Are you a super diligent and organized person who has everything prepared as the New Year rolls in? Or are you the other kind of person (like me) who is startled by how fast the New Year has made its appearance?
I always say the New Year officially starts with Lunar New Year (this year it falls a bit late on February 10th). It allows you time to recuperate from the Year End holidays and festivities, while giving you a grasp of what New Year’s resolutions you can really stick with.
Despite my being late in acknowledging the presence of the New Year, it does not mean I’m unorganized, though. I am extremely fastidious about planning and recording things, so for me, a calendar and planner/diary are essential for everyday living. I do use the digital options: on my laptop, on my mobile; but I also need to put things down on paper with ink in the old fashioned way. It’s usually around this time of year when I start, because huge discount sales go on for the New Year’s planners and diaries. What you would have paid full price two weeks ago would now be at 30%~50% off. I usually take advantage of this and keep my diary notes only in digital form until I purchase a new planner during these sales.
In Korea, the English word “diary” (다이어리) and planner are usually inter-used, although most of the time it would be more diary than planner. Some people I know would set up their schedules and do their “planning” on their mobiles while writing down the actual events which happened in their “diaries”. (FYI: A true diary, i.e. a detailed written account of the daily events, would be called by the Korean word, “일기”.)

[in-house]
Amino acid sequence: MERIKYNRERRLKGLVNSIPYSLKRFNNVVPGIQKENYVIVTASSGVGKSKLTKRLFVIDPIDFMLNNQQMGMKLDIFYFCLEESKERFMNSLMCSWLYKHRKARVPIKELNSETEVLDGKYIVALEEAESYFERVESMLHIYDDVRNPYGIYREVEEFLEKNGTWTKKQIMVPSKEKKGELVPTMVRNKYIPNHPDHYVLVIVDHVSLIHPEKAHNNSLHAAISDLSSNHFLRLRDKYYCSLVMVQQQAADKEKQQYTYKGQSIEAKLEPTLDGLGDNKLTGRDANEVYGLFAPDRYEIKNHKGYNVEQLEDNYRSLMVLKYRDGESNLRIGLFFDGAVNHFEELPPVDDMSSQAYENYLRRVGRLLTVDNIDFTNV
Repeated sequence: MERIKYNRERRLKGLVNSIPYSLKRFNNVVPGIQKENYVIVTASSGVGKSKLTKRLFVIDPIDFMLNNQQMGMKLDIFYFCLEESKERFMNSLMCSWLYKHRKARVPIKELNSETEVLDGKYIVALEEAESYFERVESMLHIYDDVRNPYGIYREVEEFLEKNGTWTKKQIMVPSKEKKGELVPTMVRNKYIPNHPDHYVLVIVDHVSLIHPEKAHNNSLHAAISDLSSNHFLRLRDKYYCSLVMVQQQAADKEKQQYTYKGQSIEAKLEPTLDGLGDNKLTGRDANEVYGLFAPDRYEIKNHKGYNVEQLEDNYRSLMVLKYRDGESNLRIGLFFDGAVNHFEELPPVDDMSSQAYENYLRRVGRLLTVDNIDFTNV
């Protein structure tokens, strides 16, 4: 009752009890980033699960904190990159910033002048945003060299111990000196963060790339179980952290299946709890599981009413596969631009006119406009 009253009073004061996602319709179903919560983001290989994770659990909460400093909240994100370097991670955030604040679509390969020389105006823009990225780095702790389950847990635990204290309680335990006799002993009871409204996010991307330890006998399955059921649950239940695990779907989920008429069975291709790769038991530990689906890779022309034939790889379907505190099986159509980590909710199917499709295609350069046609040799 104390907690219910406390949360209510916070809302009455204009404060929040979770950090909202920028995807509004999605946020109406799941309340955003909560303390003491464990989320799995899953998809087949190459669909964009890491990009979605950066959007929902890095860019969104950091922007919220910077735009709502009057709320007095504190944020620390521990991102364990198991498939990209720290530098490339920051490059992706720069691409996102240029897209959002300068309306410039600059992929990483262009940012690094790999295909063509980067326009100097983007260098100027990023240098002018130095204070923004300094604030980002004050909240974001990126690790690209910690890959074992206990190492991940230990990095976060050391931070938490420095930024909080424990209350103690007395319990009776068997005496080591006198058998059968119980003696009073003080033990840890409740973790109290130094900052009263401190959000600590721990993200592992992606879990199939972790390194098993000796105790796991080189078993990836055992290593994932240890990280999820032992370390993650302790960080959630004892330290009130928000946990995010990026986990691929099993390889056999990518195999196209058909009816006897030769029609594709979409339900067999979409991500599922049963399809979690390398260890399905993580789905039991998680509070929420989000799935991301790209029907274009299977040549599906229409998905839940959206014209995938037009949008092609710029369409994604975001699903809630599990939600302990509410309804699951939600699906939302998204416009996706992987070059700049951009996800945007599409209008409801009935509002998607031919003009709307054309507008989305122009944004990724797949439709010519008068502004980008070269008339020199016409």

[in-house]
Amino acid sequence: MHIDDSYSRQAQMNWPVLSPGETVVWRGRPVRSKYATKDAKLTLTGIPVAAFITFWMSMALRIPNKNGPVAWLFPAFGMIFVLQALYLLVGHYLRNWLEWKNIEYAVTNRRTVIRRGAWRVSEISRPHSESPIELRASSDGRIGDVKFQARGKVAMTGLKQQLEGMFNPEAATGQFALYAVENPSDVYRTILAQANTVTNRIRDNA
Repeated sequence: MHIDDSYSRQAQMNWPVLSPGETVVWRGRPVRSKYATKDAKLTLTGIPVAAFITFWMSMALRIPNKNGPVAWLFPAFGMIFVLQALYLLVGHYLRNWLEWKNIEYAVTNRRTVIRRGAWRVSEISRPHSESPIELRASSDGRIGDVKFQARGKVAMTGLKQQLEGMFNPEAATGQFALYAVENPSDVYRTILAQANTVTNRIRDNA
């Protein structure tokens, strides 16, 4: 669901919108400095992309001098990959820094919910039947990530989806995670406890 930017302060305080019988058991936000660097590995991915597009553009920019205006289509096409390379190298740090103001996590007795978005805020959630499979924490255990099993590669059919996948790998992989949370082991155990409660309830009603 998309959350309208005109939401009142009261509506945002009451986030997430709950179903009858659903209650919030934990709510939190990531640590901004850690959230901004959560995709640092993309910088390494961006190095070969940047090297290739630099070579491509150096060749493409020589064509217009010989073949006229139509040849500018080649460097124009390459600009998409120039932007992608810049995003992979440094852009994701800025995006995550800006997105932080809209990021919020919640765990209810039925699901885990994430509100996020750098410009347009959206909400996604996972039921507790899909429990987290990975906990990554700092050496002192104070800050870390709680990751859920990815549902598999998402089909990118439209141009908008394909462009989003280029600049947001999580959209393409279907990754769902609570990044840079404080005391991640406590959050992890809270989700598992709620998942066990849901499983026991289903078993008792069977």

Now, about getting a new diary/planner and calendar for 2013: there are so many brands to choose from! Not counting the complimentary calendars you get with purchasing other products, for example, a K-pop star calendar for the fried chicken franchise they endorse; or the logo embedded company planners they expect you to use at business meetings, Korea is a stationery paradise with more choices than your wallet can handle.
The most popular calendar and planner selling in Korea are probably those of the variety show “Infinite Challenge” (무한도전) featuring photos of the show and its members. All profits from sales go to charity so it gives more incentive in purchasing them. You can have a full year of laughs hanging on your wall or sitting on your desk.
And then, inescapably, there is the overabundance of cute:
The artistic and creative:
The traditional :
The non-product endorsing, star version:
Last, but certainly not least, the K-drama calendar made by KOCIS. I love this one. It’s currently in my living room.
There are also the personalized calendars you can make through various stationery services, and designs offered by illustrators/artists/cartoonists from their personal websites. As I’ve said before, there really are many selections out there.
All the above brands and others may be purchased at the stationery department of major bookstores, specialty stationery and gift shops, museums and art galleries, and online shops. Happy shopping and happy planning!